[…]

Of course the fans of Beijing who gave me my second life, thank you so much as always. LOVE is LOVE.

The No. 4 overall pick in the 1996 NBA draft, Marbury played 13 seasons and earned two All-Star bids, before flaming out as a backup point guard on the 2008-09 Boston Celtics. He signed in China later that year, and despite skepticism about a guy who lit up a joint and admitted on camera in August 2009, “I smoke marijuana,” being able to maintain a career overseas, Marbury proved everyone wrong.

After two years on the Shanxi Zhongyu Brave Dragons and Foshan Dralions, Marbury joined the Beijing Ducks in 2011. He promptly led the Ducks to three CBA titles in four years (2012, 2014 and 2015), earning the nicknames “Lone Wolf” and “Old Ma” and becoming a celebrity of legendary proportions. The Chinese community embraced Marbury like no other American player in history, creating a postage stamp, a bronze statue, a museum, a musical (starring Marbury as himself) and a feature-length documentary on his life in his honor. He became such a phenomenon in Beijing that China made him the first foreign-born player ever to earn a “permanent residence card” from the country.


Fans in Beijing were taken aback by the news, posting messages on Weibo ranging from, “You are the MVP of my heart forever,” and, “No matter where you go, Beijing is always your home. You are a hero of this city,” per DailyStarPH.com. Marbury reciprocated in his letter to fans, writing, “No matter where I am, I am a Beijinger.” And the Ducks seemed similarly disappointed in terminating Marbury’s contract.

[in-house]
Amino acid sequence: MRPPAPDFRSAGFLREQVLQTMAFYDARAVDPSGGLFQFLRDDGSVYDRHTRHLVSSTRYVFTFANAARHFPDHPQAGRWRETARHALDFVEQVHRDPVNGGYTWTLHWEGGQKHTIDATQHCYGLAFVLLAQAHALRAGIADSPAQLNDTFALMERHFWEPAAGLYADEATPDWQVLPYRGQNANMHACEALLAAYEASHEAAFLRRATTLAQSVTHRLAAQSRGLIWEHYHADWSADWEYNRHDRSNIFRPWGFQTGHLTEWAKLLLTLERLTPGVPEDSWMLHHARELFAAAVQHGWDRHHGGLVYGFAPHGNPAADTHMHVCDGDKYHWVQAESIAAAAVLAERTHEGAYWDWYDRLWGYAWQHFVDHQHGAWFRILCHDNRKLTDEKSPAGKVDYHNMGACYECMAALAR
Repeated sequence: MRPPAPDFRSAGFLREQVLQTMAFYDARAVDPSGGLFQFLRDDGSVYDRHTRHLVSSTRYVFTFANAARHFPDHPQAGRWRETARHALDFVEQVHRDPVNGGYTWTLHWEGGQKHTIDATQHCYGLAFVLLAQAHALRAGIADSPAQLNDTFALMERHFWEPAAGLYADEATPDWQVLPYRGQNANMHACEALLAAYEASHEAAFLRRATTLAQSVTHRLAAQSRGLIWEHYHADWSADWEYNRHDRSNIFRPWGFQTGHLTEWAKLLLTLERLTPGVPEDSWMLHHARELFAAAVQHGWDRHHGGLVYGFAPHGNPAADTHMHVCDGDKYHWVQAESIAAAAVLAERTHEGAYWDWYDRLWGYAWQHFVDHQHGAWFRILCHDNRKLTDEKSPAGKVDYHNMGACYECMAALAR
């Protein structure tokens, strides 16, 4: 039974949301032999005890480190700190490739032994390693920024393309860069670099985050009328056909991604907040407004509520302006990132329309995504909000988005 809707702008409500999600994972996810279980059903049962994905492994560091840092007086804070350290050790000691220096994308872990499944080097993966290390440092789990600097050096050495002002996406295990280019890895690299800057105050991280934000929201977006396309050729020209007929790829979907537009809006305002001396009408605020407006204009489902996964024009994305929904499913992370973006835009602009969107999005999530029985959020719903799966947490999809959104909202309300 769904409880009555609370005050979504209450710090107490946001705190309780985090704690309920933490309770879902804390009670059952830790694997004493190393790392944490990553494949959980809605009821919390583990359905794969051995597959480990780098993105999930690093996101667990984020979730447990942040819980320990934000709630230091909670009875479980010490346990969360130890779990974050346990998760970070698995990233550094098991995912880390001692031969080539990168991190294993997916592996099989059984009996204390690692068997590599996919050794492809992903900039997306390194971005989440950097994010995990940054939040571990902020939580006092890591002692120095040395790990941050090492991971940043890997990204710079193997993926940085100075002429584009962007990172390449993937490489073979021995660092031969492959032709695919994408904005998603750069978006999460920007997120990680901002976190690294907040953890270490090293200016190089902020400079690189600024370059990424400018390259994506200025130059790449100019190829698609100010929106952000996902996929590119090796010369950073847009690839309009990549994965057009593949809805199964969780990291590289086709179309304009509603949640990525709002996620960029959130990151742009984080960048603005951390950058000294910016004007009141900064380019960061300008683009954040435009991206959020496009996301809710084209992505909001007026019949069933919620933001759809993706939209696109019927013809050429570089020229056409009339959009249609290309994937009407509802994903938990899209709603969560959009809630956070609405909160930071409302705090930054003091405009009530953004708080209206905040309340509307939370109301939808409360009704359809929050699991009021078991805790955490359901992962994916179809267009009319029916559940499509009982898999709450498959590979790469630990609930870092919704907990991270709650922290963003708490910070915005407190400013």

“Despite not wanting to see him leave, the club has to give up the option of keeping him with the Ducks based on the team’s strategic rebuilding process and his personal will to continue playing,” Ducks deputy general manager Xie Haitian told China Daily of the team’s decision to part ways.

Still, Marbury suggested a reunion between the two sides is likely in the future. He reiterated to The Undefeated that he would like to coach in Beijing once his playing days in the CBA are over.

“We agreed that I would leave this season and the door is always open to coach,” Marbury told The Undefeated’s Marc J. Spears on Sunday. “They had the option for me to play or coach and they wanted me to coach. It’s understandable at my age, but my age doesn’t dictate my game. This gives me strong desire to work hard and try my best to come back to help a team win a chip.”

Marbury averaged 22.6 points, 5.7 assists and 4.4 rebounds over his six seasons on the Ducks, including 21.4 points, 5.5 assists and four rebounds over 36 games this season. He captured CBA International MVP honors for the 2012-13 season and CBA Finals MVP honors during the 2015 title run.

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Ben Rohrbach is a contributor for Ball Don’t Lie and Shutdown Corner on Yahoo Sports. Have a tip? Email him at rohrbach_ben@yahoo.com or follow him on Twitter!